RACELAND They were six points that made no difference in the outcome of the game on Friday night at Rams Stadium.
Raceland led 61-0 over Betsy Layne and faced third and long with fewer than 30 seconds to play when pandemonium broke loose on both sidelines.
On his third carry, Raceland senior running back Matthew Richardson took the handoff, angled for the hole off the right side and dashed 63 yards to paydirt with orange and white jerseys in tow, making certain he reached the end zone.
Richardson is a special needs student at Raceland-Worthington High School but on Friday night he was as big a star as any NFL player in the land.
“I’m not a Hollywood guy, but it was almost like it was made for movies,” Raceland coach Michael Salmons said with a smile. “I’m lining up on the 50 and trying to figure out what I’m going to tell this guy because I owe him so much gratitude for what he did and the next thing I know, Betsy Layne is tackling our guy in celebration after allowing him to score a touchdown. That was really special and a real classy group of guys. It really shows you what small-town football is all about.”
After two failed attempts of springing Richardson for a score, Salmons was tempted to let the clock expire but was convinced to give it one more go.
“After the second play I said, ‘Do you just want to let the clock run out? And one of the coaches said, ‘Let him run it again,’” Salmons said. “By that point, I guess coach (Scott) McCoy had recognized it. I certainly didn’t disclose it to (McCoy), and I didn’t expect them to do that. Extremely classy move there. Totally caught us off-guard as we had no idea.”
Betsy Layne’s coach actually had nothing to do with the final call, rather a player who was on the field who recognized the opportunity for something special.
“You see that on the news, where teams allow a player to score,” McCoy said. “It’s funny because one of my players has a brother who is a special needs player and a team let him score. I’m a special needs teacher, so I love it. I love seeing that and what’s the difference between 61 and 67? Nothing! It’s a game. People will forget that score, but they will remember this for the rest of their lives.”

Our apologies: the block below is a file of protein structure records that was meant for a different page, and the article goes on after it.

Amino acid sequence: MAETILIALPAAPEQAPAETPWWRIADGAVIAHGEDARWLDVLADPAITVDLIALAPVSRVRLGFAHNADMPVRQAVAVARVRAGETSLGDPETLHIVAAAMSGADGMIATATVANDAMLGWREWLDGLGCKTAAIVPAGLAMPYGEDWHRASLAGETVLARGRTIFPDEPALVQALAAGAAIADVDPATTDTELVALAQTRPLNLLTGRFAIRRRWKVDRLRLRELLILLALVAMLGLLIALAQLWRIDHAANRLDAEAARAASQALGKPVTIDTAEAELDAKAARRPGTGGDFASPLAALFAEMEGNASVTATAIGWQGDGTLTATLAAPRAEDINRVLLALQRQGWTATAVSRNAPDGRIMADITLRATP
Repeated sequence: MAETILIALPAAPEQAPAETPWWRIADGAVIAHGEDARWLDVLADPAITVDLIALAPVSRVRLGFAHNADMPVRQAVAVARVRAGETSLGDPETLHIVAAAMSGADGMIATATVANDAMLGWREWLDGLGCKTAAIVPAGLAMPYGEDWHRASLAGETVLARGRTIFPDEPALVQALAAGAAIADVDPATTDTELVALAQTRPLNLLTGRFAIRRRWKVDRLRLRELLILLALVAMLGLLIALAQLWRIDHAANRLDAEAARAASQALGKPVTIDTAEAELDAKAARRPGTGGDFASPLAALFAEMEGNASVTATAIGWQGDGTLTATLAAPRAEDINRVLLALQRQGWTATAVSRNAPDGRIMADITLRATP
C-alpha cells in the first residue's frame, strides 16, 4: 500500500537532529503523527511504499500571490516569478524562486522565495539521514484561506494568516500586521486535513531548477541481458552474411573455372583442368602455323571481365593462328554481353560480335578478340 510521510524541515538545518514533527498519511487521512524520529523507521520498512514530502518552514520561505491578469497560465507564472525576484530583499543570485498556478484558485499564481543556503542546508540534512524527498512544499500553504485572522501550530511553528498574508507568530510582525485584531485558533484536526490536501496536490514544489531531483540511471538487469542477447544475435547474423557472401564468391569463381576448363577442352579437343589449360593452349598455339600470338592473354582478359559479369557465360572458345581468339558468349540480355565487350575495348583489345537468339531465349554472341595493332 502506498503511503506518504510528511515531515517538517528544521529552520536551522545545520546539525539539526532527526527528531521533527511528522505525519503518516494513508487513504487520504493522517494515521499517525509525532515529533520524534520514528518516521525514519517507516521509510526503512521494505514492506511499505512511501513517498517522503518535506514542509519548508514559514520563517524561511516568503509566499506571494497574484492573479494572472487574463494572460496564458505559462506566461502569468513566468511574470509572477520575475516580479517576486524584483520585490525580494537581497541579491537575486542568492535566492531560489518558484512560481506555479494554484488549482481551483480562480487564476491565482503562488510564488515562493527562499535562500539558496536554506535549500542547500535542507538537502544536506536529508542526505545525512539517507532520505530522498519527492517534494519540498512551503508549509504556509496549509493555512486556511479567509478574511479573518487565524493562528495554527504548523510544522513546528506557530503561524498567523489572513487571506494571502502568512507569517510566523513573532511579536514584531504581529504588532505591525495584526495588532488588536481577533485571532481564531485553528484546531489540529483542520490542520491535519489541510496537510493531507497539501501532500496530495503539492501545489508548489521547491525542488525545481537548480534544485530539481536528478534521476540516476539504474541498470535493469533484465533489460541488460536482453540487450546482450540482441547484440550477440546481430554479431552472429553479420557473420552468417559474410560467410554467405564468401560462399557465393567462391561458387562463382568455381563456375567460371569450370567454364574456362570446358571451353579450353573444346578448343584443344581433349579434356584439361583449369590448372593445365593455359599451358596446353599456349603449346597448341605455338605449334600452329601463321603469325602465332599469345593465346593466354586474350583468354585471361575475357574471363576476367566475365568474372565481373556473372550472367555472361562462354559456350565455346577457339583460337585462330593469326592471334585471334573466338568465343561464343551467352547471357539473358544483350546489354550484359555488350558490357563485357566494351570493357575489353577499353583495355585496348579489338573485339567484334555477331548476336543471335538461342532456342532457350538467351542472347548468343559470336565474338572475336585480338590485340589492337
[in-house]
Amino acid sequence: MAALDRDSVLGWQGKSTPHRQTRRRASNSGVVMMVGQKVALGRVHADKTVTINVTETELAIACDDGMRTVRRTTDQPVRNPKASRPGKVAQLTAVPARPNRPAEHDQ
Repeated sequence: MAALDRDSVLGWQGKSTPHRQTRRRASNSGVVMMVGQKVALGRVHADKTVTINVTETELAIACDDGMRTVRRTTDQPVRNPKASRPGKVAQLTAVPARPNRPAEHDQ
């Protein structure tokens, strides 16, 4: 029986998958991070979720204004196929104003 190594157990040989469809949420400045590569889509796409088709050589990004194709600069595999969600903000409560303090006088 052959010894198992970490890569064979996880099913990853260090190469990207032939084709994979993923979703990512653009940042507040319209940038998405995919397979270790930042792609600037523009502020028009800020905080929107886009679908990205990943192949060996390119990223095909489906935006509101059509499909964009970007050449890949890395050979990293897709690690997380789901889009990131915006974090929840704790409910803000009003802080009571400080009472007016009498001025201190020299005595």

It was a scene words struggle to describe when Richardson reached the end zone for his first-ever touchdown as both teams raced to celebrate his feat.
“Their kids were very complimentary and congratulatory,” Salmons said. “I literally think they were as happy for him on the white team as we were on the orange team. Our kids were screaming and hollering, and their kids were just jumping right in with it.”
Fellow Raceland senior Gunnur Lewis said the emotions were ones he had never experienced before.
“That was the best feeling I have ever felt in my life,” Lewis said. “It makes me so happy to see Matt get his first touchdown.”
Lewis, who has a long-time connection to Richardson, said the dash after the handoff caught him by surprise.
“That’s the fastest I’ve ever seen the kid hit the hole,” Lewis chuckled. “Then it was the fastest I’ve ever seen him run. He doesn’t run that fast in sprints. As soon as he hit that hole, I was like oh my gosh, he’s going to the end zone.
“It makes me so happy to see them be a part of something like that. Matt is such a special kid. It means the world to me to see both teams celebrate like that. There’s certainly something bigger than football and to see a moment like that, I almost teared up. I love Matt and he’s been a part of my life for about 12 years now. He was tearing up. It was awesome.”
Raceland quarterback Jake Heighton, who made his return to the gridiron after suffering an injury in Week 2 versus Russell said he has been waiting for the chance to see Richardson score.
“Nobody on our team really said anything,” Heighton said. “There was a kid on their team that said, ‘Let him score.’ That’s just class. You can’t teach that at all. That’s the way you should play the game. That’s true sportsmanship.”
Salmons said a couple of Bobcats’ players actually offered him an apology after the game went final.
“They said they didn’t know the situation,” he said. “They thought we were just putting a lineman back there to run the ball. I told them not to apologize because their job is to tackle the guy with the ball and that’s what I expected them to do.”